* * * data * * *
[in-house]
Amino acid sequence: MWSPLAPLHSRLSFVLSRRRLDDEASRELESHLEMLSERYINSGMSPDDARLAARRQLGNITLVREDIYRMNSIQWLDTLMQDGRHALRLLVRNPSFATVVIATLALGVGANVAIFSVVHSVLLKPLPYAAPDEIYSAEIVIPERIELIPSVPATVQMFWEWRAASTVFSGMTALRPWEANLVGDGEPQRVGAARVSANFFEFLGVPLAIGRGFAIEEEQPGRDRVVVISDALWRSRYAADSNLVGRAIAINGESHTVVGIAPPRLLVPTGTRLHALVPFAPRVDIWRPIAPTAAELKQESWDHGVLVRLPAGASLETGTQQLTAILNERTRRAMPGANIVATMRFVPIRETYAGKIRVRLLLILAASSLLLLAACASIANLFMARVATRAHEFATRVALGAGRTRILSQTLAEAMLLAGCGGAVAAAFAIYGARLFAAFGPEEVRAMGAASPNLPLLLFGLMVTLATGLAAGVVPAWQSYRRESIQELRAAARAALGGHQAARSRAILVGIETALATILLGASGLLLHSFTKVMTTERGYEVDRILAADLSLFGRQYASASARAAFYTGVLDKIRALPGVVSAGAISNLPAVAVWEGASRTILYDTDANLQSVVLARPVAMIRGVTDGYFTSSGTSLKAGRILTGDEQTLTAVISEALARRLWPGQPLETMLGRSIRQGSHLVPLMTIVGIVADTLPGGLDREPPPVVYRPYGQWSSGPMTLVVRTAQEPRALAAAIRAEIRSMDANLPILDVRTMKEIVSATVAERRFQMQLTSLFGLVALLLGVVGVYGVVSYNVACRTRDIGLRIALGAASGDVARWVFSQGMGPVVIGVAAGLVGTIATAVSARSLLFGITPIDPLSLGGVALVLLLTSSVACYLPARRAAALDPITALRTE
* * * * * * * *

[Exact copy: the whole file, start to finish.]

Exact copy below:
[in-house]
Amino acid sequence: MWSPLAPLHSRLSFVLSRRRLDDEASRELESHLEMLSERYINSGMSPDDARLAARRQLGNITLVREDIYRMNSIQWLDTLMQDGRHALRLLVRNPSFATVVIATLALGVGANVAIFSVVHSVLLKPLPYAAPDEIYSAEIVIPERIELIPSVPATVQMFWEWRAASTVFSGMTALRPWEANLVGDGEPQRVGAARVSANFFEFLGVPLAIGRGFAIEEEQPGRDRVVVISDALWRSRYAADSNLVGRAIAINGESHTVVGIAPPRLLVPTGTRLHALVPFAPRVDIWRPIAPTAAELKQESWDHGVLVRLPAGASLETGTQQLTAILNERTRRAMPGANIVATMRFVPIRETYAGKIRVRLLLILAASSLLLLAACASIANLFMARVATRAHEFATRVALGAGRTRILSQTLAEAMLLAGCGGAVAAAFAIYGARLFAAFGPEEVRAMGAASPNLPLLLFGLMVTLATGLAAGVVPAWQSYRRESIQELRAAARAALGGHQAARSRAILVGIETALATILLGASGLLLHSFTKVMTTERGYEVDRILAADLSLFGRQYASASARAAFYTGVLDKIRALPGVVSAGAISNLPAVAVWEGASRTILYDTDANLQSVVLARPVAMIRGVTDGYFTSSGTSLKAGRILTGDEQTLTAVISEALARRLWPGQPLETMLGRSIRQGSHLVPLMTIVGIVADTLPGGLDREPPPVVYRPYGQWSSGPMTLVVRTAQEPRALAAAIRAEIRSMDANLPILDVRTMKEIVSATVAERRFQMQLTSLFGLVALLLGVVGVYGVVSYNVACRTRDIGLRIALGAASGDVARWVFSQGMGPVVIGVAAGLVGTIATAVSARSLLFGITPIDPLSLGGVALVLLLTSSVACYLPARRAAALDPITALRTE